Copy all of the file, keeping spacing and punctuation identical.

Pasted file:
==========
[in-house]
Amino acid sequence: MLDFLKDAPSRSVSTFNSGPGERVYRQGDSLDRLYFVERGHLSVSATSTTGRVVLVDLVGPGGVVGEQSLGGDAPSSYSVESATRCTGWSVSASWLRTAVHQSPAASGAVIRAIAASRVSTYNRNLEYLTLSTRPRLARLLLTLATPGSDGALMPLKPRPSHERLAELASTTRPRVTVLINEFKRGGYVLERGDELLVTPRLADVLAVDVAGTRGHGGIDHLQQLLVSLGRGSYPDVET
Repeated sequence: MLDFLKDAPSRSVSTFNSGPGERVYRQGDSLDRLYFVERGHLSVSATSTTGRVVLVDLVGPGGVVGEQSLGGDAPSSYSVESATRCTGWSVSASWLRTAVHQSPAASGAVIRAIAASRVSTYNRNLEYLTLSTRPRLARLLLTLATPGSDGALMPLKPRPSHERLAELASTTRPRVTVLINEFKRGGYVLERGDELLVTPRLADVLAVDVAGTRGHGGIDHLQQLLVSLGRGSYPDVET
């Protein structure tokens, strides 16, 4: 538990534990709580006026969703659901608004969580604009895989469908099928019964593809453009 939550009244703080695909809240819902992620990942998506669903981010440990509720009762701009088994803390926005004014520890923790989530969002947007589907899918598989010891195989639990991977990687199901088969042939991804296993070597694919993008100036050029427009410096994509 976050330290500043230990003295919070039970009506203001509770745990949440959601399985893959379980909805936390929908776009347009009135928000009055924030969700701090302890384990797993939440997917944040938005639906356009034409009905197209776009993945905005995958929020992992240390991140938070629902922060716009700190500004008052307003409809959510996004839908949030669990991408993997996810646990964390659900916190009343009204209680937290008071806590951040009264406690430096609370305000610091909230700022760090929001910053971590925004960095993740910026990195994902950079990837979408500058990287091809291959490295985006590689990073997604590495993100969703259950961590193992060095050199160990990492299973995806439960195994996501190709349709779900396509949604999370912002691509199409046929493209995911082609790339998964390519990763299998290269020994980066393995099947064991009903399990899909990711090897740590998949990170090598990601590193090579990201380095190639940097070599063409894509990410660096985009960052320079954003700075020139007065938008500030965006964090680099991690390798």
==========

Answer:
[in-house]
Amino acid sequence: MLDFLKDAPSRSVSTFNSGPGERVYRQGDSLDRLYFVERGHLSVSATSTTGRVVLVDLVGPGGVVGEQSLGGDAPSSYSVESATRCTGWSVSASWLRTAVHQSPAASGAVIRAIAASRVSTYNRNLEYLTLSTRPRLARLLLTLATPGSDGALMPLKPRPSHERLAELASTTRPRVTVLINEFKRGGYVLERGDELLVTPRLADVLAVDVAGTRGHGGIDHLQQLLVSLGRGSYPDVET
Repeated sequence: MLDFLKDAPSRSVSTFNSGPGERVYRQGDSLDRLYFVERGHLSVSATSTTGRVVLVDLVGPGGVVGEQSLGGDAPSSYSVESATRCTGWSVSASWLRTAVHQSPAASGAVIRAIAASRVSTYNRNLEYLTLSTRPRLARLLLTLATPGSDGALMPLKPRPSHERLAELASTTRPRVTVLINEFKRGGYVLERGDELLVTPRLADVLAVDVAGTRGHGGIDHLQQLLVSLGRGSYPDVET
């Protein structure tokens, strides 16, 4: 538990534990709580006026969703659901608004969580604009895989469908099928019964593809453009 939550009244703080695909809240819902992620990942998506669903981010440990509720009762701009088994803390926005004014520890923790989530969002947007589907899918598989010891195989639990991977990687199901088969042939991804296993070597694919993008100036050029427009410096994509 976050330290500043230990003295919070039970009506203001509770745990949440959601399985893959379980909805936390929908776009347009009135928000009055924030969700701090302890384990797993939440997917944040938005639906356009034409009905197209776009993945905005995958929020992992240390991140938070629902922060716009700190500004008052307003409809959510996004839908949030669990991408993997996810646990964390659900916190009343009204209680937290008071806590951040009264406690430096609370305000610091909230700022760090929001910053971590925004960095993740910026990195994902950079990837979408500058990287091809291959490295985006590689990073997604590495993100969703259950961590193992060095050199160990990492299973995806439960195994996501190709349709779900396509949604999370912002691509199409046929493209995911082609790339998964390519990763299998290269020994980066393995099947064991009903399990899909990711090897740590998949990170090598990601590193090579990201380095190639940097070599063409894509990410660096985009960052320079954003700075020139007065938008500030965006964090680099991690390798």